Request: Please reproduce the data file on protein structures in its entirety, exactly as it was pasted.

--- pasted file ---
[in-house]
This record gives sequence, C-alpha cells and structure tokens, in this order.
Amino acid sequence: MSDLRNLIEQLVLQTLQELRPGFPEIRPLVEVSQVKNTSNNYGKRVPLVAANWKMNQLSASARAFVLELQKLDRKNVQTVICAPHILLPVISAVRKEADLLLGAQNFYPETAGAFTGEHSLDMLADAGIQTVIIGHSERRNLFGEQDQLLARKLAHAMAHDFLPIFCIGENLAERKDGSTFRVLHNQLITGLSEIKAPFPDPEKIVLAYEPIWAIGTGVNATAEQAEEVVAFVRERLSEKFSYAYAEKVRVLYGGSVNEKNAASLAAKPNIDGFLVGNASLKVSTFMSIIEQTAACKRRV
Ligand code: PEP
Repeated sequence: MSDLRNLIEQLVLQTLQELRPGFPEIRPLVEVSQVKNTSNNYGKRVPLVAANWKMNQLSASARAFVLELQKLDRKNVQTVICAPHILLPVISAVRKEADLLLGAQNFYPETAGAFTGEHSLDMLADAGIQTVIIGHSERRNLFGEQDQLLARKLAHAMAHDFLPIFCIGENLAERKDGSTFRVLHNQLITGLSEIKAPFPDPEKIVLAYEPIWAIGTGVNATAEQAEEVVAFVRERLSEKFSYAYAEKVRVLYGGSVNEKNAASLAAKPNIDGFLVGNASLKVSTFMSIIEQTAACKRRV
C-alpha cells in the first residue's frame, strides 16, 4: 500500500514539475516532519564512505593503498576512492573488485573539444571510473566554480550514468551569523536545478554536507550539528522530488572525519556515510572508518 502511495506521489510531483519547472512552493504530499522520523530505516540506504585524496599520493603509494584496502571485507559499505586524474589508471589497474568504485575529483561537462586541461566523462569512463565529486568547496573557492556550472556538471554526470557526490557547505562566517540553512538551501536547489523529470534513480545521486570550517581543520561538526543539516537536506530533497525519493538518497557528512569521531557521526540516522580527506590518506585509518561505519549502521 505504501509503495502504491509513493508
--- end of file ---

[in-house]
This record gives sequence, C-alpha cells and structure tokens, in this order.
Amino acid sequence: MSDLRNLIEQLVLQTLQELRPGFPEIRPLVEVSQVKNTSNNYGKRVPLVAANWKMNQLSASARAFVLELQKLDRKNVQTVICAPHILLPVISAVRKEADLLLGAQNFYPETAGAFTGEHSLDMLADAGIQTVIIGHSERRNLFGEQDQLLARKLAHAMAHDFLPIFCIGENLAERKDGSTFRVLHNQLITGLSEIKAPFPDPEKIVLAYEPIWAIGTGVNATAEQAEEVVAFVRERLSEKFSYAYAEKVRVLYGGSVNEKNAASLAAKPNIDGFLVGNASLKVSTFMSIIEQTAACKRRV
Ligand code: PEP
Repeated sequence: MSDLRNLIEQLVLQTLQELRPGFPEIRPLVEVSQVKNTSNNYGKRVPLVAANWKMNQLSASARAFVLELQKLDRKNVQTVICAPHILLPVISAVRKEADLLLGAQNFYPETAGAFTGEHSLDMLADAGIQTVIIGHSERRNLFGEQDQLLARKLAHAMAHDFLPIFCIGENLAERKDGSTFRVLHNQLITGLSEIKAPFPDPEKIVLAYEPIWAIGTGVNATAEQAEEVVAFVRERLSEKFSYAYAEKVRVLYGGSVNEKNAASLAAKPNIDGFLVGNASLKVSTFMSIIEQTAACKRRV
C-alpha cells in the first residue's frame, strides 16, 4: 500500500514539475516532519564512505593503498576512492573488485573539444571510473566554480550514468551569523536545478554536507550539528522530488572525519556515510572508518 502511495506521489510531483519547472512552493504530499522520523530505516540506504585524496599520493603509494584496502571485507559499505586524474589508471589497474568504485575529483561537462586541461566523462569512463565529486568547496573557492556550472556538471554526470557526490557547505562566517540553512538551501536547489523529470534513480545521486570550517581543520561538526543539516537536506530533497525519493538518497557528512569521531557521526540516522580527506590518506585509518561505519549502521 505504501509503495502504491509513493508